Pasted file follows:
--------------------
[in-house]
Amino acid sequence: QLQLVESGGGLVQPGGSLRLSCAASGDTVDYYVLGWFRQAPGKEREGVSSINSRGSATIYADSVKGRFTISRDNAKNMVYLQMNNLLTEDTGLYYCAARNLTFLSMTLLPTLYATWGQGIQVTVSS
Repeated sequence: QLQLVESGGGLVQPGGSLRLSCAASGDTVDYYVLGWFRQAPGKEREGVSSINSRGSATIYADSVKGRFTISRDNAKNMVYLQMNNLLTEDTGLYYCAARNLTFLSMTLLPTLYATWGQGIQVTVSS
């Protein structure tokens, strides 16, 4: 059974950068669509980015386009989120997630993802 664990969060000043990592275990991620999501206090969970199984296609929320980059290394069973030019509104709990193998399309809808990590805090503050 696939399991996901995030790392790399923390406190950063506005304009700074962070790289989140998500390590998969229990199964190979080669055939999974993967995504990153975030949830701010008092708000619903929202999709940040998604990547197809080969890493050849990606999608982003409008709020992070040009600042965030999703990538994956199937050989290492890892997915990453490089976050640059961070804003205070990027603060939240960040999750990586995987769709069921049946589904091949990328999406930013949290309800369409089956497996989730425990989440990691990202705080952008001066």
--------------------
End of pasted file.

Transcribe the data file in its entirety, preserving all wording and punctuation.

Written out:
[in-house]
Amino acid sequence: QLQLVESGGGLVQPGGSLRLSCAASGDTVDYYVLGWFRQAPGKEREGVSSINSRGSATIYADSVKGRFTISRDNAKNMVYLQMNNLLTEDTGLYYCAARNLTFLSMTLLPTLYATWGQGIQVTVSS
Repeated sequence: QLQLVESGGGLVQPGGSLRLSCAASGDTVDYYVLGWFRQAPGKEREGVSSINSRGSATIYADSVKGRFTISRDNAKNMVYLQMNNLLTEDTGLYYCAARNLTFLSMTLLPTLYATWGQGIQVTVSS
């Protein structure tokens, strides 16, 4: 059974950068669509980015386009989120997630993802 664990969060000043990592275990991620999501206090969970199984296609929320980059290394069973030019509104709990193998399309809808990590805090503050 696939399991996901995030790392790399923390406190950063506005304009700074962070790289989140998500390590998969229990199964190979080669055939999974993967995504990153975030949830701010008092708000619903929202999709940040998604990547197809080969890493050849990606999608982003409008709020992070040009600042965030999703990538994956199937050989290492890892997915990453490089976050640059961070804003205070990027603060939240960040999750990586995987769709069921049946589904091949990328999406930013949290309800369409089956497996989730425990989440990691990202705080952008001066």